We evaluated the method capabilities through repeatability measurements and displacement reconstructions. Our repeatability test consists in performing one hundred measurements without motorized displacement of the target. This elementary test was reproduced 51 times at target locations distant of 20μm from each other along the Z direction, for a total excursion length of 1mm. Reconstructed position and orientation dispersions were evaluated at each target position and statistical data presented in Tab.2 were obtained. In the table, Worst and Best lines are based on a single set of 100 measures while Mean lines result from 5100 measures. In the first three columns, we can see that the best and worst position values are in good agreement with the 1mm displacement applied to the target. In statistical position parameters, a factor of about four is observed between worst and best cases. One reason of this is the sensitivity of the setup to external disturbances. However, we are unable to distinguish between contributions of actual method capabilities and that of environmental disturbances. We then consider the average over those 51 measurements to be an unperfect but representative estimation of the method repeatability. The latter is evaluated to be 0.53, 0.52 and 2.06μm along the X, Y and Z axis respectively, as given by the standard deviations observed. The resulting standard deviation volume is thus as small as 0.57μm3. The dispersion of the reconstructed positions is represented in Fig. 6 for two cases. Fig. 6.a corresponds to a position whose statistics are close to the average ones. In this figure, the full scales are 2.5μm in both X and Y and 10μm in Z. They have to be compared with the optical resolution of the vision system equal to 60μm in the object plane. Fig. 6.b corresponds to the worst case observed among the 51 sets of data. It appears clearly that a few points move away from the main cloud of points. The dotted lines between points show that these points result from images recorded consecutively and this continuous perturbation can thus be attributed to environmental disturbances occurring during data recording. In spite of this external noise, the full scales are only 7μm in both X and Y and 30μm in Z and the standard deviation on (x, y) coordinates corresponds to only 2 · 10−2 image pixel. These results demonstrate that stereo-vision benefits from the subpixel capabilities of phase measurements for achieving subvoxel resolution in 3D target position reconstruction.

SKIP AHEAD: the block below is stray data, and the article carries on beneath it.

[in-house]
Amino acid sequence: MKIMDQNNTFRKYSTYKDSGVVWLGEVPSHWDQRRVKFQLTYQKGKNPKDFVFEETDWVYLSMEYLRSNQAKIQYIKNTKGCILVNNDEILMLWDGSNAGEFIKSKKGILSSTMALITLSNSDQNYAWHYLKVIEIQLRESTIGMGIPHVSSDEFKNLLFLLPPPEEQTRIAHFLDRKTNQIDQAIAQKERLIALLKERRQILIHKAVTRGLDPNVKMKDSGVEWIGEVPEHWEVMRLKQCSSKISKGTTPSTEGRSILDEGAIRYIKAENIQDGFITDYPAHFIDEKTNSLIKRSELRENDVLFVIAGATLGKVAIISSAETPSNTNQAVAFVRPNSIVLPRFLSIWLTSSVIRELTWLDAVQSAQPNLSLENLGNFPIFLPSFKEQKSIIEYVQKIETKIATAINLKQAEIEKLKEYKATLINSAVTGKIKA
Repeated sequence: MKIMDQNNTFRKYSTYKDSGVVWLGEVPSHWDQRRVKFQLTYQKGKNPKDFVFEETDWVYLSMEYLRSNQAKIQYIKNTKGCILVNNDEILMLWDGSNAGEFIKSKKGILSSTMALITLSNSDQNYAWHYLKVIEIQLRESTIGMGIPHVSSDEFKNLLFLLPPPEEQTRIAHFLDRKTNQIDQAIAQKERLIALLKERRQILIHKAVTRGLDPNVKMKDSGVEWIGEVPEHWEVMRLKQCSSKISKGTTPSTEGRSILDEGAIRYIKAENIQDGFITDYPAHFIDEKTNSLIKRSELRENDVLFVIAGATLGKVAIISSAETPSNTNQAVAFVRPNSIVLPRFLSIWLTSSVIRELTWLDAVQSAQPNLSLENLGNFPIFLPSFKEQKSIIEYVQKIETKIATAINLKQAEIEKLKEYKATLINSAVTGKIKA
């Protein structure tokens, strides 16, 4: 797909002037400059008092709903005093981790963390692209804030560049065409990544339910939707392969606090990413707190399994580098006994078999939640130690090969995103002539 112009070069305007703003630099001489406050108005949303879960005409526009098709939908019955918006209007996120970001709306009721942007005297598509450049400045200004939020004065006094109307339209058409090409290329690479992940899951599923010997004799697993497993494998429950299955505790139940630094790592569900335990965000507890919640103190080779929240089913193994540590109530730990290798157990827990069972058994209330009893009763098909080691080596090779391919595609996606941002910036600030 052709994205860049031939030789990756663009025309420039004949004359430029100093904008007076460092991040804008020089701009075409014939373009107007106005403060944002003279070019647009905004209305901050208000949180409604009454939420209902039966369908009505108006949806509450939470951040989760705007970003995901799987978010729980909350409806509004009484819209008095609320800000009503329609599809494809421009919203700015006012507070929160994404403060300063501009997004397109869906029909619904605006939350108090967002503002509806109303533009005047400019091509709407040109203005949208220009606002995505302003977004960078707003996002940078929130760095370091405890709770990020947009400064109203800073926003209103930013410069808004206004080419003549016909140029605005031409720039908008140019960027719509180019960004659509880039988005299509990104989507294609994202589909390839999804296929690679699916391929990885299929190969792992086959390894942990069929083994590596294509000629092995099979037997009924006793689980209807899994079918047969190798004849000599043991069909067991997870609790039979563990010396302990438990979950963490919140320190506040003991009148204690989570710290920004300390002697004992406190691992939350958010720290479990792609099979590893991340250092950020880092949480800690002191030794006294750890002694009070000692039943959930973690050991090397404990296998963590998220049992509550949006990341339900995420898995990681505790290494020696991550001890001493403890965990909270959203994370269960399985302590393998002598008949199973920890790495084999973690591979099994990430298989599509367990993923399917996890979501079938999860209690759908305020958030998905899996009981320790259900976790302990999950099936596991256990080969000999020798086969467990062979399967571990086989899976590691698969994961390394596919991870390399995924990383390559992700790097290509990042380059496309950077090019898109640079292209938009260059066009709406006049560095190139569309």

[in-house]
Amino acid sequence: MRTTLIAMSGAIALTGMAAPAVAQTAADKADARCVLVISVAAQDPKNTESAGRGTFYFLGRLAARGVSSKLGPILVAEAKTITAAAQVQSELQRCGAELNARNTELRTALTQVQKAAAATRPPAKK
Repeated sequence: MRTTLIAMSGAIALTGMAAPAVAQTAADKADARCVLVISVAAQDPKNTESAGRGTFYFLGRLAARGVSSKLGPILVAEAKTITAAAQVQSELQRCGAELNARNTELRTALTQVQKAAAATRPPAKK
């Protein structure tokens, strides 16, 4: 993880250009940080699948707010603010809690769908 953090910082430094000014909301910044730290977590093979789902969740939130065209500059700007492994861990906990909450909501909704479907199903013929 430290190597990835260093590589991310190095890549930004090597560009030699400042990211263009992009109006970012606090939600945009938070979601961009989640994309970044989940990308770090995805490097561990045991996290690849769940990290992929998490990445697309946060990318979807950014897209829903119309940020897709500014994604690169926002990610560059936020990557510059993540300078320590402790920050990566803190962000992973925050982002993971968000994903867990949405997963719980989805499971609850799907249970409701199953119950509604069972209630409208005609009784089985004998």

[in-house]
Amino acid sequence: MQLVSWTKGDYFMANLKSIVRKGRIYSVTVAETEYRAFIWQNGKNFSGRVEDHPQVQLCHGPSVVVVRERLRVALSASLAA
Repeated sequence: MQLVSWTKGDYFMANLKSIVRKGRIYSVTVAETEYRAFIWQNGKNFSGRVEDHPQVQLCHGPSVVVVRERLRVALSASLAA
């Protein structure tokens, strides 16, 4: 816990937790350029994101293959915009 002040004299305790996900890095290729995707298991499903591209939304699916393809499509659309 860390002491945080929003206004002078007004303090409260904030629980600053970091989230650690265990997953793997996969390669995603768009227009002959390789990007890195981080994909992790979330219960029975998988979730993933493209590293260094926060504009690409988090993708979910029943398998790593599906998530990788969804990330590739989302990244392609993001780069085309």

Concerning orientation repeatability, we can see in the lower part of Table 2 that the variations in the mean target orientation remains lower than 10−4 rad. over the 51 target positions and for the three rotation axis. Peak-valley fluctuations are twice lower than for position while standard deviation remains very stable over the 51 data sets and lower than 2 · 10−4 rad. Orientation seems thus to be less sensitive than position to external disturbances while providing also an excellent level of performances.
3.3. Displacement reconstruction and method specifications
Figure 7 presents the target displacements as reconstructed with our method while a driving signal describing the acronyms of the author institutions inside a diamond-like frame was applied to the translation stages. The 3D position sensing capabilities of the method are clearly validated and the full scale extension of the figure versus the three directions demonstrates its high level of performance. In the zoom of Fig. 7.b, the 200μm full scale in X and Y corresponds to a pattern displacement of only 2/3 of a pixel in the recorded images. In spite of this small shift, the complete acronyms can be reconstructed within this tiny volume thanks to the sub-voxel capabilities of the method. A detailed view of this measurement is presented in the video of Fig. 8 making the subvoxel capabilities of the method more evident.